A message of support to the organizers of One Web Day from Howard Greenstein, co-founder of Social Media Club (http://www.socialmediaclub.com/) and co-founder of the World Wide Web Artists Consortium (wwwac.org)
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howardgr Random Thoughts

How to Honor September 11th

I read this on Britt’s blog:

A September 12th Moment, Take Two There’s a lot of talk this week about the opportunity we had 5 years ago today to harness the world’s support into a golden age of cooperation and common sense to combat bankrupt policies and divisions to defeat terrorism.[Britt Blaser – Escapable Logic]

He writes more good stuff. This post is a tangent to that idea above, but an important one.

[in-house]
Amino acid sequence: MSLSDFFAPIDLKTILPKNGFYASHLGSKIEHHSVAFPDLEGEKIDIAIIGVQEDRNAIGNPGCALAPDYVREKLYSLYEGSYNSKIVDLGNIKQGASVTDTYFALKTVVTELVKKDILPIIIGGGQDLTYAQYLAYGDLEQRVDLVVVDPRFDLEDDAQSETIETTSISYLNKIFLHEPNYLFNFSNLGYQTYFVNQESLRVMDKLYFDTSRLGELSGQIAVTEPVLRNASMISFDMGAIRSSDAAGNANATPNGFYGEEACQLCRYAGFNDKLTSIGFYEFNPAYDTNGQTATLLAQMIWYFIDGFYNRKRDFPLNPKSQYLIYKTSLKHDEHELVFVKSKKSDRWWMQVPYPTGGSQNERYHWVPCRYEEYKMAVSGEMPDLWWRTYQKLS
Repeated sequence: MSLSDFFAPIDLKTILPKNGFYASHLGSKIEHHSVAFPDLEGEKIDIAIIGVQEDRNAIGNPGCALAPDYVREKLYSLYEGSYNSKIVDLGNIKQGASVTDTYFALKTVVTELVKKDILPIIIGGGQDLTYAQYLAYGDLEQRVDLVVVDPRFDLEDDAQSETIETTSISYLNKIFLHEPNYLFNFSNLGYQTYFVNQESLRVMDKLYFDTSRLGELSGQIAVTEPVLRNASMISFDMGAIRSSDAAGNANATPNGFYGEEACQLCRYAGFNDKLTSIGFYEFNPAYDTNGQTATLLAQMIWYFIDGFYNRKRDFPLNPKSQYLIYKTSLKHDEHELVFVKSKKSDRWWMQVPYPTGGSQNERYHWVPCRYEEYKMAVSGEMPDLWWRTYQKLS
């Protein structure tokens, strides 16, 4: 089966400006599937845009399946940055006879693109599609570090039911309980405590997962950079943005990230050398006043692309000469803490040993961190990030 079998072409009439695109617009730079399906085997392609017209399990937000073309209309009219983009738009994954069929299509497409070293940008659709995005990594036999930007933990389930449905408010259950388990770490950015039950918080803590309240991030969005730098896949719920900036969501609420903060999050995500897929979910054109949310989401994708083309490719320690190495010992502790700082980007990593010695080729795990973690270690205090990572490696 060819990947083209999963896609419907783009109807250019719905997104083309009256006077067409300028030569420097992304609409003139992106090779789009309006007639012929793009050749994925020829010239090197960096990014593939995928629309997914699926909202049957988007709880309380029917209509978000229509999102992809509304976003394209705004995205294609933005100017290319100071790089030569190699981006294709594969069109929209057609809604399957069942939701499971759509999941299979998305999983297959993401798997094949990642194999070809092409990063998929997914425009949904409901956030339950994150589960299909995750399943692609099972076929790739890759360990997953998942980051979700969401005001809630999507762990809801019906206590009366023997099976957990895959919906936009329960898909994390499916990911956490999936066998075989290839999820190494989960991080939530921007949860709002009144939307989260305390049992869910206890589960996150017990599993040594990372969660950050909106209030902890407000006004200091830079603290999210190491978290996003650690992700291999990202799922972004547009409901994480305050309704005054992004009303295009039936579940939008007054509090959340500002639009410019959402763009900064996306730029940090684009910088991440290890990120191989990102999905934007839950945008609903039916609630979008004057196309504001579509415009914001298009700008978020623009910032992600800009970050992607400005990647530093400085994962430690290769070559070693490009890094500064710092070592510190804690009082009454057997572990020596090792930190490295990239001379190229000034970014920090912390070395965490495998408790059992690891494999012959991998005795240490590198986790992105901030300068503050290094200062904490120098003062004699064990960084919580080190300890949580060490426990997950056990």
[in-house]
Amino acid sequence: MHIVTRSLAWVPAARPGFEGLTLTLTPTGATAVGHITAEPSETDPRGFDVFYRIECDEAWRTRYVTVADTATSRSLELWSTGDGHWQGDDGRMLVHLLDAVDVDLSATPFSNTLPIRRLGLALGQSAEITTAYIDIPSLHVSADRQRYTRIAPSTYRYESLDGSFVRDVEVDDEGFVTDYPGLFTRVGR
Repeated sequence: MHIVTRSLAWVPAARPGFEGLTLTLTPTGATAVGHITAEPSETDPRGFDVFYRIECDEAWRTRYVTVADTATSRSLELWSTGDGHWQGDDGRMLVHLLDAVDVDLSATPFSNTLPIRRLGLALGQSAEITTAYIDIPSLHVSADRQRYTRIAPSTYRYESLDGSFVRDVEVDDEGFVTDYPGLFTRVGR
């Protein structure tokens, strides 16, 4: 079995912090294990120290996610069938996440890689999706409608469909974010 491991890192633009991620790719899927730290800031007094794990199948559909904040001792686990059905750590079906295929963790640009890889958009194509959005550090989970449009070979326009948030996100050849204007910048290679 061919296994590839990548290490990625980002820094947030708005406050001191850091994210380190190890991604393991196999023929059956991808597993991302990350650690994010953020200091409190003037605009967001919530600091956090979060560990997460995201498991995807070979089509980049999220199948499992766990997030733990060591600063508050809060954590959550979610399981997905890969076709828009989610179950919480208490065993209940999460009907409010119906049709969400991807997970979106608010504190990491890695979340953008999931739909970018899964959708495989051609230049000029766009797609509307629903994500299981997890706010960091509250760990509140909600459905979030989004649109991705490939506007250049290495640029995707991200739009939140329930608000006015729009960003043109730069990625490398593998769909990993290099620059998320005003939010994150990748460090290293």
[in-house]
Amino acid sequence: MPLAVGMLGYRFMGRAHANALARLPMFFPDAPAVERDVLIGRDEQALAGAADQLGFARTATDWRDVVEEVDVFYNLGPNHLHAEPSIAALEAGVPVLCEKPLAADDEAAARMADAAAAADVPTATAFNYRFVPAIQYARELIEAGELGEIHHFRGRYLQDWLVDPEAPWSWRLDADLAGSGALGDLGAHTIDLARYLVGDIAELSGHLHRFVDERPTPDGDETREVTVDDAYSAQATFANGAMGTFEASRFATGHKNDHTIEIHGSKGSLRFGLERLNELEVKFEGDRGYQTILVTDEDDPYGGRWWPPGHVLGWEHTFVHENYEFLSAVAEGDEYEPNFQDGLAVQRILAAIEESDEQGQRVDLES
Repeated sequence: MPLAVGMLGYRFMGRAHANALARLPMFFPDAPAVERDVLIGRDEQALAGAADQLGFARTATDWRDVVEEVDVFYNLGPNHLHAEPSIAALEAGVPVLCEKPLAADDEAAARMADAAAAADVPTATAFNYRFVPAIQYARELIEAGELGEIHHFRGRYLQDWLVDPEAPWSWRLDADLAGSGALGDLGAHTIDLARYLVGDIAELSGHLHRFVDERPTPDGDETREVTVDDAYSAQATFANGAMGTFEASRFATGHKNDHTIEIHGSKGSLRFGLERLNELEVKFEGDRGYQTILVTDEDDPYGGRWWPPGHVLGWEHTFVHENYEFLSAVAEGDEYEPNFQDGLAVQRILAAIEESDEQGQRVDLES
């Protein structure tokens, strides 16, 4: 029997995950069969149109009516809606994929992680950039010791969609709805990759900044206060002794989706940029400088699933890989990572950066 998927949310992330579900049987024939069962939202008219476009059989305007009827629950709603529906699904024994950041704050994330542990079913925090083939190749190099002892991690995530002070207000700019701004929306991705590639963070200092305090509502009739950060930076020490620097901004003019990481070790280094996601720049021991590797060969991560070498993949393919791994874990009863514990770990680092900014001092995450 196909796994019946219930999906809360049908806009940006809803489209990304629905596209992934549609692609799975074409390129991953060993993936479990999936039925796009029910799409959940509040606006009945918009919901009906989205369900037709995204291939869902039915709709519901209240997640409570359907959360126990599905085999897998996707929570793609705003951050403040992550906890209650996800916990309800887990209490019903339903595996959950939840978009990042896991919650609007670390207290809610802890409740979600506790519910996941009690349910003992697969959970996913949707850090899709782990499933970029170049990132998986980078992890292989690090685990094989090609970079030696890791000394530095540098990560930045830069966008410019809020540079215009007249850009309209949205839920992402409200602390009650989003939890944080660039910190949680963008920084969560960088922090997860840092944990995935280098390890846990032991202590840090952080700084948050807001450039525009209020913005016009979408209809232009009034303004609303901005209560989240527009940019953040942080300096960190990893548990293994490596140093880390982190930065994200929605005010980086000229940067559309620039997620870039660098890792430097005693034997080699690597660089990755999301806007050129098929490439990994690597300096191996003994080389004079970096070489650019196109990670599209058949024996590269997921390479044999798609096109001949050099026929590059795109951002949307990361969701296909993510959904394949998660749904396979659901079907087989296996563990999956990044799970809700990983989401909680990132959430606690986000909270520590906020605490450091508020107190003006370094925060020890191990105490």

We’ve had 5 years of trying to honor September 11th, 2001 in some way. For many people I know, it is an awkward day. I don’t know how else to put it. It is not a holiday. (As Andy Rooney said on 60 Minutes the other night, we need a name for days like the Kennedy Assassination and September 11th that isn’t “Holiday.” ) People want to honor the day, and remember the people who died. But they don’t know how not to go to work. They’d rather be doing something else. They may attend memorials in their towns, or watch the ones on TV. But there is a deeper thing at work here.

It is my sense that people in this country want to take action to show that the brave people who died on planes, in office towers, and the halls of government are being honored. That those brave people, and the even braver rescuers – the ones who wore uniforms, and the ones who didn’t – did not die in vain.